This is my third contribution to German Literature Month. This has been such a fun event with so many bloggers reviewing great German books. To see a complete list go to the #GermanLitMonth hash tag on Twitter. This title was originally published in German in 2010 and this version is translated into English by Donal McLaughlin.
Lukas Zbinden lives in a nursing home in Germany and even though he isn’t as fast as he used to be, one of his favorite activities is still taking his daily walk. Most of the book entails Lukas taking walks with Kazim, one of the newly-hired caretakers at the home. On their walks Lukas describes to Kazim the other inhabitants of the home, Lukas’ former life before the nursing home, and Lukas’ philosophical musings on the importance of walking.
Lukas and his deceased wife, Emilie, have one son named Markus and much of Lukas’ story deals with his son and his inability to connect with Markus even as an adult. Markus is a chemist and when Lukas asks him about his work and his lab Markus’ answers are short and nondescript. Lukas stretches his memory back to Markus’ childhood during which Emilie did most of the parental nurturing. But Lukas was by no means a distant father; he oftentimes tries to get involved in his son’s life, such as the time he tries to console Markus after his first love breaks his heart. For whatever reason, Lukas and Markus are never able to connect on a deeper, emotional level.
Lukas had a long and successful career as a teacher and his stories about his students and his various jobs are very funny. After an episode in which his wife tells him to be quiet, she even slaps him to get her point across, Lukas decides to be completely silent in his classroom. The situation that unfolds is at first uncomfortable as the students can’t decide what is going on with Herr Zbinden. But as they try to take control of the learning environment themselves, chaos ensues. Lukas has to break his silence to stop the fighting and excessive swearing of his out-of-control students.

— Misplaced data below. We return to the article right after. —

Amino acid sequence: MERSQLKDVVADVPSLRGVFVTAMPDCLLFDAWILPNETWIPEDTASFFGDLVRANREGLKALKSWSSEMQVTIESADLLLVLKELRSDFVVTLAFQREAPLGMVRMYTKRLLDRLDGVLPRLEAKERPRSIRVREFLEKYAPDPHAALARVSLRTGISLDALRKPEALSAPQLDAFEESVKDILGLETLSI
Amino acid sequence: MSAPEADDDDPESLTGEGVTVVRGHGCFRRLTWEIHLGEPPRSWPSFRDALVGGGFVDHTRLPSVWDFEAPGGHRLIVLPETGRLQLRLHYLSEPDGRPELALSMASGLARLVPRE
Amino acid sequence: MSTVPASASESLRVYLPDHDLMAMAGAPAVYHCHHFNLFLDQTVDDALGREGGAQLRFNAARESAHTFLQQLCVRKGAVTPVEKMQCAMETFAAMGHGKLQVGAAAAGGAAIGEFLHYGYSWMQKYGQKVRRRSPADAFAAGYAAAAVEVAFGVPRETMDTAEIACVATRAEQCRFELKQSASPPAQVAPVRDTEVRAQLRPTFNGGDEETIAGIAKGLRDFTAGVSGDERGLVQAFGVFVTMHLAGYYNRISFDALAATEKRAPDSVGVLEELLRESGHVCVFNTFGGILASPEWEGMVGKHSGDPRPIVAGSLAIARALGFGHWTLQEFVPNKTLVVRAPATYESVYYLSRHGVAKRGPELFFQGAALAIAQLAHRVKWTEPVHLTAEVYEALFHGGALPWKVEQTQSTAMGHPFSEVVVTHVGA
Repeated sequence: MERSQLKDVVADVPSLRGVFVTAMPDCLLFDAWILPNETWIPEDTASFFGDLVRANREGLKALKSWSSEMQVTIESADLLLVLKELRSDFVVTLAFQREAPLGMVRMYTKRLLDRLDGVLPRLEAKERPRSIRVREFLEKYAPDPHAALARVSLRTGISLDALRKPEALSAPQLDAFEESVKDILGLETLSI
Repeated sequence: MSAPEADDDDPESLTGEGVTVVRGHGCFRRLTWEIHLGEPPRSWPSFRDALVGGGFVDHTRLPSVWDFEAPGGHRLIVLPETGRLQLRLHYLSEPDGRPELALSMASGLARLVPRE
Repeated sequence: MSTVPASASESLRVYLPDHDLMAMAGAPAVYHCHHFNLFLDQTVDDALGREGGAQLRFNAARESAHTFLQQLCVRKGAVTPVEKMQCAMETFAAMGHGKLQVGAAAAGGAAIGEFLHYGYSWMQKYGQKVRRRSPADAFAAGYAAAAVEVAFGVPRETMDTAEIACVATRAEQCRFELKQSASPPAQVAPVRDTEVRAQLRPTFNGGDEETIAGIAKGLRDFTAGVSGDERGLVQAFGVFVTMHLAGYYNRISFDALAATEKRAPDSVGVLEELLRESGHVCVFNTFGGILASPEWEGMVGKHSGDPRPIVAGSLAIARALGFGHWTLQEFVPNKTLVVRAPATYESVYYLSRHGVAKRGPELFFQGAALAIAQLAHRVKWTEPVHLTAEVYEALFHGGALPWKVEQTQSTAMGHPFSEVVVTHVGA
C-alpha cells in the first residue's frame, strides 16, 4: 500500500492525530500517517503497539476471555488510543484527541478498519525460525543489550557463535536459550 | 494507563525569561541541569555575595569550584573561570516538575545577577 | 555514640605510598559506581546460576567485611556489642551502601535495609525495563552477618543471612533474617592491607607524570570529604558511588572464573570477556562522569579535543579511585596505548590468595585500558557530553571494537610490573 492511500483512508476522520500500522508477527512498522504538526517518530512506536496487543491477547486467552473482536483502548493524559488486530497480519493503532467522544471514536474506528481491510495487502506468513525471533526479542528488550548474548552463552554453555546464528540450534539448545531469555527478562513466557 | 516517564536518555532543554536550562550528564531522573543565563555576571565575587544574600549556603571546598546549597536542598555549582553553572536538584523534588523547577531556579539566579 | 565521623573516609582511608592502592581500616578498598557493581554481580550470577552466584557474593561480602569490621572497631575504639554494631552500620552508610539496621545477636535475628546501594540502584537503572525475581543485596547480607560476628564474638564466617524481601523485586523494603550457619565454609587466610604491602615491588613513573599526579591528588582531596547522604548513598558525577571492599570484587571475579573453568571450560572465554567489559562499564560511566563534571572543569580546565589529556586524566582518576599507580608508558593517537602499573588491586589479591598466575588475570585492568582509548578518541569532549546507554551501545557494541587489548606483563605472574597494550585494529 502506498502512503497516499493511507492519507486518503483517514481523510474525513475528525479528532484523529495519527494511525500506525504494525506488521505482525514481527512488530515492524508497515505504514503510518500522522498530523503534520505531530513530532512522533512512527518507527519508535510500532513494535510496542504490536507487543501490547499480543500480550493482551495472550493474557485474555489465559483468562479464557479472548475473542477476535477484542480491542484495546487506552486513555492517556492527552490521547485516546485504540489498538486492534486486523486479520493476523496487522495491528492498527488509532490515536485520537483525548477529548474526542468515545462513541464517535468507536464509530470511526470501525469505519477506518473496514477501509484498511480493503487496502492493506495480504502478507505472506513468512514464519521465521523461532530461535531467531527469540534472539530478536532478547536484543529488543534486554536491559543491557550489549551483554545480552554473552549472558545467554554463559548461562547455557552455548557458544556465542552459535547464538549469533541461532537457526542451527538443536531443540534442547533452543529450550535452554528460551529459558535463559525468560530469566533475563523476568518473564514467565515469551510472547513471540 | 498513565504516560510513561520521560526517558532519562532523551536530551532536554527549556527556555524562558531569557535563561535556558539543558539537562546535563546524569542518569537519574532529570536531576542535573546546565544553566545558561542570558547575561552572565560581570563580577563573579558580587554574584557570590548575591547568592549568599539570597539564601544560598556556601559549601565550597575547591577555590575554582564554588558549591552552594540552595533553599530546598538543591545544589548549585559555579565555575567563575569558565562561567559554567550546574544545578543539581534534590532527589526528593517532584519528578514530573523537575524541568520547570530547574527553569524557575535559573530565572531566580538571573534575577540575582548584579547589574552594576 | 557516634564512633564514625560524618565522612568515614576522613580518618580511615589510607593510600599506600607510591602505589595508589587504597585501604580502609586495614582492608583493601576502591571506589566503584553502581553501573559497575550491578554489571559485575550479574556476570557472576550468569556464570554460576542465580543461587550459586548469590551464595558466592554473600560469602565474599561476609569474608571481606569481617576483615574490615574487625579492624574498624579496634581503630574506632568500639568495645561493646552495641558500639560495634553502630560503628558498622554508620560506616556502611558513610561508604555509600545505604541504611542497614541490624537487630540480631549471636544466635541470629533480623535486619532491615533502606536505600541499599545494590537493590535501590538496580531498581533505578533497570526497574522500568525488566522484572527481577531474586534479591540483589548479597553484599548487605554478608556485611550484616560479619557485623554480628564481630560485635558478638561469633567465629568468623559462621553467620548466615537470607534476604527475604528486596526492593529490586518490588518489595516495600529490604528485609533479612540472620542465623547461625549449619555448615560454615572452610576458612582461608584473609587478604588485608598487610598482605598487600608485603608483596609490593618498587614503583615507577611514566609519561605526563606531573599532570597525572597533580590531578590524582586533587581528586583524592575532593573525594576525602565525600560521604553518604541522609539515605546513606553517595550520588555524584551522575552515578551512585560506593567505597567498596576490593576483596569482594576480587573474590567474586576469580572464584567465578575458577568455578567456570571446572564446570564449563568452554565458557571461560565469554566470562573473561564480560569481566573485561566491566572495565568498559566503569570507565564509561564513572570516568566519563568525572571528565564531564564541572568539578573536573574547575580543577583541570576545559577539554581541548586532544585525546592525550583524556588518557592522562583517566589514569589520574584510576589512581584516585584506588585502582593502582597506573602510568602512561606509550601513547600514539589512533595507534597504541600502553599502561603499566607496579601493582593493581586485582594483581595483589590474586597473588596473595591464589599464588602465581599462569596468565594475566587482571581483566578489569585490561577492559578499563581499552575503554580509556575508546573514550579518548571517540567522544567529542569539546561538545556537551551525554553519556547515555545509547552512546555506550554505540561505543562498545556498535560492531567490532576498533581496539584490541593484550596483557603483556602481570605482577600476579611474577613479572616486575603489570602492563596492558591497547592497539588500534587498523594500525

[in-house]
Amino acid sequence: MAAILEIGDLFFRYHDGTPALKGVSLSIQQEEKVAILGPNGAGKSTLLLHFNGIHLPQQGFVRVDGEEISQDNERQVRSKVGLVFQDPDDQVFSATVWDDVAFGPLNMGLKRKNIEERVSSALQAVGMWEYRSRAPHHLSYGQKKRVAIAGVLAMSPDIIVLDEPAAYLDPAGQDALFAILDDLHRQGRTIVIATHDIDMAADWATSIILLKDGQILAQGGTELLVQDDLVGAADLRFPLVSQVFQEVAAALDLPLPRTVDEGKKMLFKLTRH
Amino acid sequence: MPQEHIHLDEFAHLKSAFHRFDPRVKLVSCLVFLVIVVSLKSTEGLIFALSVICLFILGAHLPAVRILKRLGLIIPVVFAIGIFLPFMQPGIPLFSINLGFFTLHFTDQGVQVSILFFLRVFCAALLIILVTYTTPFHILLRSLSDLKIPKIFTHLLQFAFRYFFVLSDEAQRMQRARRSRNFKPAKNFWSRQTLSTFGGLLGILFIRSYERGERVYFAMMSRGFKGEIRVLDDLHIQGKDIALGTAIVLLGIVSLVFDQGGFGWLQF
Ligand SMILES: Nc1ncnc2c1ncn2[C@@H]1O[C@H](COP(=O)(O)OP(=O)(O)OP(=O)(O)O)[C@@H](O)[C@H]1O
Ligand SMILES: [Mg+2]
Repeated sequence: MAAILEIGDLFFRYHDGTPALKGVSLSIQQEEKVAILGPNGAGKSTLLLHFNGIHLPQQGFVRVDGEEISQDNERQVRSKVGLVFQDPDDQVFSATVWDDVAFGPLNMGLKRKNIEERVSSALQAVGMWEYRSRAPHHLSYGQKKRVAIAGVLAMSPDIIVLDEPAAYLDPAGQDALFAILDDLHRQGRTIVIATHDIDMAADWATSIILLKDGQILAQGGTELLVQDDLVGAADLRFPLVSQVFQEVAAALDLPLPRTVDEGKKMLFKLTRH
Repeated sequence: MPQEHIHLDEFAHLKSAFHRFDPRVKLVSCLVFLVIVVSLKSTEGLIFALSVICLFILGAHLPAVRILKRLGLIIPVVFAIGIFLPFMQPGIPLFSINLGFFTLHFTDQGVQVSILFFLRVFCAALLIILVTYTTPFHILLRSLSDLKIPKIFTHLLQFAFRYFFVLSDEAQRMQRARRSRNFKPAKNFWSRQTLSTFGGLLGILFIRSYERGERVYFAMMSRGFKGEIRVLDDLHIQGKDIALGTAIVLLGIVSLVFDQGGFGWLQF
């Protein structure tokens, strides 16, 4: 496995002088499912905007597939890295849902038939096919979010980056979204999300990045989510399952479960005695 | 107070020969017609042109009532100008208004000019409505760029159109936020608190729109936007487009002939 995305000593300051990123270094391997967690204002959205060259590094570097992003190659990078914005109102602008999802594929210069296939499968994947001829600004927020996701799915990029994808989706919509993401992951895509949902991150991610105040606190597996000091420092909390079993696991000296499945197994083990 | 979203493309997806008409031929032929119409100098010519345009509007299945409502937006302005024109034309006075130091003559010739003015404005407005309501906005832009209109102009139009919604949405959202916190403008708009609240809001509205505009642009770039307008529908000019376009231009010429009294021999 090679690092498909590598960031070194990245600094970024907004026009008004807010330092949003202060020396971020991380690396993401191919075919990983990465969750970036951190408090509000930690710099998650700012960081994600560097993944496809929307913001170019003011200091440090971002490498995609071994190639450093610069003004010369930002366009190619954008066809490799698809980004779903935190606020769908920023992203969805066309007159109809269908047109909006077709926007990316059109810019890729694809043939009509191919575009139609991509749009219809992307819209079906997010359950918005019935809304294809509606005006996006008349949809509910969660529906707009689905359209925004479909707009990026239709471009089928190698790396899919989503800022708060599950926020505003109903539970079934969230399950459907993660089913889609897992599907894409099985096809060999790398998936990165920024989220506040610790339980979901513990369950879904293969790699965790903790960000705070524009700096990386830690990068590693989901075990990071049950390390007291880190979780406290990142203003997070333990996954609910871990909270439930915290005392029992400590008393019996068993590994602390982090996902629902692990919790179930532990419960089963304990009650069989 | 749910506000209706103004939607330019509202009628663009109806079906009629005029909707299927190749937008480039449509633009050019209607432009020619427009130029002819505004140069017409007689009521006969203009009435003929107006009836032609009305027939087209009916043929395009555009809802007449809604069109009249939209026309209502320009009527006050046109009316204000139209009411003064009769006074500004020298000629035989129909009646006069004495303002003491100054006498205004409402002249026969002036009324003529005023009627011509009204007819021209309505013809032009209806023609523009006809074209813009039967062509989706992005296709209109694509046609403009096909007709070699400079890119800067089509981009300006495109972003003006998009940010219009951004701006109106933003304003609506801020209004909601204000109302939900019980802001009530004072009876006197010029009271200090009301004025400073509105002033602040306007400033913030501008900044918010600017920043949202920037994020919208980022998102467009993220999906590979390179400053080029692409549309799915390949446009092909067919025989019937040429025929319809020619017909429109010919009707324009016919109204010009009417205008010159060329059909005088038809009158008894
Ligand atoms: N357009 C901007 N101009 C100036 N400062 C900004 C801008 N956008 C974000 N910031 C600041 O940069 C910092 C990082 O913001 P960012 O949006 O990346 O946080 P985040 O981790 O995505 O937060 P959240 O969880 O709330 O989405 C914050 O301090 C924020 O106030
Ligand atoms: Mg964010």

One of the things I liked most about Lukas is his ability to talk to and make friends with anyone. He even tries to reach out to and chat with the more reticent and crabby members of the nursing home. He makes friends with all sorts of people on his daily walks. There is not very much substance to the plot of this book, but instead it is one of those stories that is driven by a single, strong and heartwarming character. It was a pleasure to accompany Herr Zbinden on his literal walk down the stairs of the nursing home and his metaphorical walk through the memories of his full and rich life.
About the Author:
Christoph Simon was born in 1972 in Emmental, Switzerland. After travels through the Middle East, Poland, South America, London and New York, he has settled in Bern. His first novel, Franz, or Why Antelopes Run in Herds (2001) has sold over 10,000 copies, while Planet Obrist (2005) was nominated for the Ingeborg Bachmann Prize. Zbinden’s Progress is his fourth novel and won the 2010 Bern Literature Prize.